I don’t know the picture that assembling the pieces will make.  Yet here are some of the pieces I can share . . . I am profoundly grateful my husband became severely ill after the kids left.  Inheriting their colds, he was rendered bedridden for several days, unscheduled time that being in close proximity allowed us to begin building again on his promise made in marriage and renewed in the doctor’s office.  There remain days of wondering if the loss was statistical punishment for conceiving past 35.   Crying through ink to spawn and spool fragments into prose (this is the first to make it through).   Pure fright from embarking on the same experience again, only to fail my husband.  Again.

Ironically, healthily, losing our baby has impregnated me.  With writing.  Writing is my embryonic phoenix.  Going through decades of numerous versions of poems, notes for my novel, and other scribbled possibilities resurrected in me wanting to birth.  Typed drafts in piles vaulted in plastic bins, handwritten notes and drafts collecting in piles of notebooks, and friends’ voices for years echoing “it’s time,” have become the food for this child.  I have returned back to creating what I believe I can carry and bring to full term.

Healing occurs with my husband. He shows in words and deeds his alliance in the shared fight for preserving positive beliefs, a washcloth that removes the sweat from my face when laboring through my fears, eyes as mirrors that confirm his love untainted, and a counselor who listens yet who also diligently informs when our session is over and to live out what I have learned.

Talking with friends has encircled me within a newfound treasure.  Untold stories.  Stories that calm my anxiety and ambiguity living and loving out of a well of dark wonder.  Stories that remind and confirm for me (and for us all) women’s resilience.  One shared her depression and self-inflicted isolation after losing a baby and then her mother.  Others told of their multiple miscarriages before braving conceiving (one experienced two), and braving again between conceptions (one experienced four).  One, in her late 30’s, disclosed enduring two ectopic pregnancies and a miscarriage before conceiving and delivering healthy children.  One offered the assurance and evidence of both conceiving after 40 and doing so even after previously miscarrying.  One elder shared of her daughter-in-law’s challenges in her forties to successfully conceive.  The soothing granted in their sharing, the consolation given by them being forthcoming of their intimate trials and tribulations, the relief delivered by them commiserating and confiding in me untold stories punctures the hurt and augments the space for hope.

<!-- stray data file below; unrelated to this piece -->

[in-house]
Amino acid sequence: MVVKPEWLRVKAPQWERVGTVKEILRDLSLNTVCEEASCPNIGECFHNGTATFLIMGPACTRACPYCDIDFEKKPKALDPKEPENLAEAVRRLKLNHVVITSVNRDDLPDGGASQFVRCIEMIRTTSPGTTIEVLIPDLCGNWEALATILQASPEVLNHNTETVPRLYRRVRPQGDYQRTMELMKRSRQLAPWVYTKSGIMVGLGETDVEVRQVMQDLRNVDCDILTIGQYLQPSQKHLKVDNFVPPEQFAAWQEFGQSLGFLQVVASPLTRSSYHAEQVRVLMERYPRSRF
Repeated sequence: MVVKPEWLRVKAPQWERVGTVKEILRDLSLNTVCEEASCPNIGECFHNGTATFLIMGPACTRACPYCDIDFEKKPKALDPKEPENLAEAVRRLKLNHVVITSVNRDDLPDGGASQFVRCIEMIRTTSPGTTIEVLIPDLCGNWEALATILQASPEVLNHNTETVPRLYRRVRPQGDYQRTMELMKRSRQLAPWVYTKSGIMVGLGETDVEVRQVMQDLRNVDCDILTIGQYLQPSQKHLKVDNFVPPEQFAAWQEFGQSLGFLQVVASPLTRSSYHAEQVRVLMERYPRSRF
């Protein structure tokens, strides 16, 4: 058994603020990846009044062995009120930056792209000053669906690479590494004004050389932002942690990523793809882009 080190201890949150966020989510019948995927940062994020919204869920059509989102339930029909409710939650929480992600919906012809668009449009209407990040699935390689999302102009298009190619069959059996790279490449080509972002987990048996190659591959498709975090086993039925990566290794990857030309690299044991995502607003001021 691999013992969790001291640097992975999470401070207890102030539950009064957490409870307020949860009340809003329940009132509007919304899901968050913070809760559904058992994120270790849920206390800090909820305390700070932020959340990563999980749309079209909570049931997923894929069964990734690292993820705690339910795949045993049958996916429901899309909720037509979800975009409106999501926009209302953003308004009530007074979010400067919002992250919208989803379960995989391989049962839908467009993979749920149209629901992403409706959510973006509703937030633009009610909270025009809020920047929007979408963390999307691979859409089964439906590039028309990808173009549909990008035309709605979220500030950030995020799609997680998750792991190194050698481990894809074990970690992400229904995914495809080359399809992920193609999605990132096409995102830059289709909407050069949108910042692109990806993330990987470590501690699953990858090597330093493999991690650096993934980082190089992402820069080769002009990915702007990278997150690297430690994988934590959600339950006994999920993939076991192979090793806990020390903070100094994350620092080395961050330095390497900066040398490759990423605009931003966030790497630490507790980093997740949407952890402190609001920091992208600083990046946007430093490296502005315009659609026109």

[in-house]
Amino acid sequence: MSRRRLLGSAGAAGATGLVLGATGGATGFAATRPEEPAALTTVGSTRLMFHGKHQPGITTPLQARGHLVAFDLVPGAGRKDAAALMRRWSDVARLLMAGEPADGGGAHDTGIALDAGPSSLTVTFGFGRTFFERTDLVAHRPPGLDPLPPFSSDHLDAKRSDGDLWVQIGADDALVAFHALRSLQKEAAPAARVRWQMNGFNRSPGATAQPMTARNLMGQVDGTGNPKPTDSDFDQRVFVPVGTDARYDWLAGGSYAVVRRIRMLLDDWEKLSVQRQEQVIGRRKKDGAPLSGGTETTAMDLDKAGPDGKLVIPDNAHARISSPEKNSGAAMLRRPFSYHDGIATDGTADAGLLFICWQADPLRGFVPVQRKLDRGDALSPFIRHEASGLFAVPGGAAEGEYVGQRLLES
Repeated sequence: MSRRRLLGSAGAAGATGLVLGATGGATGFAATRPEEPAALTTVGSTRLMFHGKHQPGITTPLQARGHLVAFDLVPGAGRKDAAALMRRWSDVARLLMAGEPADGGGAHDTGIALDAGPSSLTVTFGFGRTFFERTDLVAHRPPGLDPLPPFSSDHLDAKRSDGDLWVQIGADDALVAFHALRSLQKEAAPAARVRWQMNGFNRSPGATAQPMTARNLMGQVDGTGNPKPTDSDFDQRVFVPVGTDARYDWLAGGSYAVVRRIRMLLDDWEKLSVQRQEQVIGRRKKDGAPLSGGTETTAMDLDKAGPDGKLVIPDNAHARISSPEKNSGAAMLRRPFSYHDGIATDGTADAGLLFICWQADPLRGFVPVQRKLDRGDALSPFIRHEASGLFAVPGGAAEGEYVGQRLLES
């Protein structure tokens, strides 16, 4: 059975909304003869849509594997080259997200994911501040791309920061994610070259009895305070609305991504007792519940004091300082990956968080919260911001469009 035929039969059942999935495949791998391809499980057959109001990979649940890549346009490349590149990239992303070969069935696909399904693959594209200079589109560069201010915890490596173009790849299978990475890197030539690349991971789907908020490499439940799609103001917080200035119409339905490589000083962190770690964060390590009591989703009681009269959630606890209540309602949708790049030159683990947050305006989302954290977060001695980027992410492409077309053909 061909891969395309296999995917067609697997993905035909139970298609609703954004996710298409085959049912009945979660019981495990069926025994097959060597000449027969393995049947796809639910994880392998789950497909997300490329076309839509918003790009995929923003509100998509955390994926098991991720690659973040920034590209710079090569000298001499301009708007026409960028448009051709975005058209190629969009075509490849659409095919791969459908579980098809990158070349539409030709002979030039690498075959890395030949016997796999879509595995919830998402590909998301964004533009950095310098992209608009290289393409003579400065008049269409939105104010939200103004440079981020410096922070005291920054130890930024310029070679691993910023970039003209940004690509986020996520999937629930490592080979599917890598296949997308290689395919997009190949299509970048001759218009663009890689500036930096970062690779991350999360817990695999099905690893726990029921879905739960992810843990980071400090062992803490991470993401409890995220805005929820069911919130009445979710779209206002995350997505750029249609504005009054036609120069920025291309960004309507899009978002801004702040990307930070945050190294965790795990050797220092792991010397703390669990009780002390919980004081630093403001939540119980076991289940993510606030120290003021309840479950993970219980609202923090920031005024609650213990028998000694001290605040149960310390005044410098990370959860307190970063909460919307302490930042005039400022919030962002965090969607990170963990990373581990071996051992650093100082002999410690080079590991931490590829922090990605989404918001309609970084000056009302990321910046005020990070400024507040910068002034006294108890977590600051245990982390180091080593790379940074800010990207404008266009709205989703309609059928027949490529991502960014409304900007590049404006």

The genetic counselor, a person of remarkable empathy and relentless advocacy, told us that all we can do now is be brave enough to conceive.  Going forward, tests can be done afterwards to inform our subsequent decisions.  She gave power and epiphany in that advice.  The most major hurdle now is to believe enough to conceive.  This is my greatest obstacle at this point. Not age, not DNA.  Now, even with doubts and dilemmas still rampant, there is so much evidence of what is possible that in my own juncture I am tempered.

I am more at a fork in the road than a dead end.

At this point, with all the statistics, information, and intimacy, all I am powerful enough to do is conceive.  Conceive the belief of getting up and trying again.  Conceive that tomorrow is another day.  Conceive the hope that we can have a family.

Remembering Sandra’s adage, and Louis’ advice of writing as a journey, there are some things that have moved me to share so that others feel less isolated when occupying the space of common experience.  I hope this piece helps to carry one another through miscarriage.